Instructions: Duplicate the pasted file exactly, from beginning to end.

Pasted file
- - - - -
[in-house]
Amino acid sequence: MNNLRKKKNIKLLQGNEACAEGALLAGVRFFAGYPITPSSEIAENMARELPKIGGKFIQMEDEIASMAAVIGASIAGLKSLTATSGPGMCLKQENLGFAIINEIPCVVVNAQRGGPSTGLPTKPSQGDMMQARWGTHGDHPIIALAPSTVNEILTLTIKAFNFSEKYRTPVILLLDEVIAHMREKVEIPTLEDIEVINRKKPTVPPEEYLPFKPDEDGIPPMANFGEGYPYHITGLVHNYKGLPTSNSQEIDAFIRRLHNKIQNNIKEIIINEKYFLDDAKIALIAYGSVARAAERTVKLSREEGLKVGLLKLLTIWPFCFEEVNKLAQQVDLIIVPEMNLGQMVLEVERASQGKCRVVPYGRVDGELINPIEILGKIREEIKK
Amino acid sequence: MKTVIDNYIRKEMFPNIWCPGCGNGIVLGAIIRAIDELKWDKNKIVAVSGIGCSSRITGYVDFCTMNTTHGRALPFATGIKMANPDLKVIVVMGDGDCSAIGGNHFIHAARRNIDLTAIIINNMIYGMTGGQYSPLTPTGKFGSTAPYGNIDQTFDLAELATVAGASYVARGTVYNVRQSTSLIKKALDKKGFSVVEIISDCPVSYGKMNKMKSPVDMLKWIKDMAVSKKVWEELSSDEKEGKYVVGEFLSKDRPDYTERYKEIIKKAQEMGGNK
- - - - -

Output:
[in-house]
Amino acid sequence: MNNLRKKKNIKLLQGNEACAEGALLAGVRFFAGYPITPSSEIAENMARELPKIGGKFIQMEDEIASMAAVIGASIAGLKSLTATSGPGMCLKQENLGFAIINEIPCVVVNAQRGGPSTGLPTKPSQGDMMQARWGTHGDHPIIALAPSTVNEILTLTIKAFNFSEKYRTPVILLLDEVIAHMREKVEIPTLEDIEVINRKKPTVPPEEYLPFKPDEDGIPPMANFGEGYPYHITGLVHNYKGLPTSNSQEIDAFIRRLHNKIQNNIKEIIINEKYFLDDAKIALIAYGSVARAAERTVKLSREEGLKVGLLKLLTIWPFCFEEVNKLAQQVDLIIVPEMNLGQMVLEVERASQGKCRVVPYGRVDGELINPIEILGKIREEIKK
Amino acid sequence: MKTVIDNYIRKEMFPNIWCPGCGNGIVLGAIIRAIDELKWDKNKIVAVSGIGCSSRITGYVDFCTMNTTHGRALPFATGIKMANPDLKVIVVMGDGDCSAIGGNHFIHAARRNIDLTAIIINNMIYGMTGGQYSPLTPTGKFGSTAPYGNIDQTFDLAELATVAGASYVARGTVYNVRQSTSLIKKALDKKGFSVVEIISDCPVSYGKMNKMKSPVDMLKWIKDMAVSKKVWEELSSDEKEGKYVVGEFLSKDRPDYTERYKEIIKKAQEMGGNK